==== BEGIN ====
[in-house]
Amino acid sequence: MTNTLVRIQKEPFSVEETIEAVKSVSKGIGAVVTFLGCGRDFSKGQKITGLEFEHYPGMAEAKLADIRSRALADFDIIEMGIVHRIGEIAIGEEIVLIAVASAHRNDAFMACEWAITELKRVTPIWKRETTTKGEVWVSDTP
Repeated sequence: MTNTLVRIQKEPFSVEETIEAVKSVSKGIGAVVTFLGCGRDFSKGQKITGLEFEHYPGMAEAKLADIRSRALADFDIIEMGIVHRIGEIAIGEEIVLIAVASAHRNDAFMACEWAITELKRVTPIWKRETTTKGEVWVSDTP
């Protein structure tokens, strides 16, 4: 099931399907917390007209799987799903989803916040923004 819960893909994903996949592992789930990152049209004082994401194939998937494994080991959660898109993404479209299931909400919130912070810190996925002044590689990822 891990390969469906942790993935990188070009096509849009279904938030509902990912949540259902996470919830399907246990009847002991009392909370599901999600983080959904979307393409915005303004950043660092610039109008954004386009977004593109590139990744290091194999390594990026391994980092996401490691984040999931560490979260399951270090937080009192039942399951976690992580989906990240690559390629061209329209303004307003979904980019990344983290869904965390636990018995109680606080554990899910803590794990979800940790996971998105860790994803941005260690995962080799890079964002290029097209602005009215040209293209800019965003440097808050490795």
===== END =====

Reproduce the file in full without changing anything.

[in-house]
Amino acid sequence: MTNTLVRIQKEPFSVEETIEAVKSVSKGIGAVVTFLGCGRDFSKGQKITGLEFEHYPGMAEAKLADIRSRALADFDIIEMGIVHRIGEIAIGEEIVLIAVASAHRNDAFMACEWAITELKRVTPIWKRETTTKGEVWVSDTP
Repeated sequence: MTNTLVRIQKEPFSVEETIEAVKSVSKGIGAVVTFLGCGRDFSKGQKITGLEFEHYPGMAEAKLADIRSRALADFDIIEMGIVHRIGEIAIGEEIVLIAVASAHRNDAFMACEWAITELKRVTPIWKRETTTKGEVWVSDTP
């Protein structure tokens, strides 16, 4: 099931399907917390007209799987799903989803916040923004 819960893909994903996949592992789930990152049209004082994401194939998937494994080991959660898109993404479209299931909400919130912070810190996925002044590689990822 891990390969469906942790993935990188070009096509849009279904938030509902990912949540259902996470919830399907246990009847002991009392909370599901999600983080959904979307393409915005303004950043660092610039109008954004386009977004593109590139990744290091194999390594990026391994980092996401490691984040999931560490979260399951270090937080009192039942399951976690992580989906990240690559390629061209329209303004307003979904980019990344983290869904965390636990018995109680606080554990899910803590794990979800940790996971998105860790994803941005260690995962080799890079964002290029097209602005009215040209293209800019965003440097808050490795």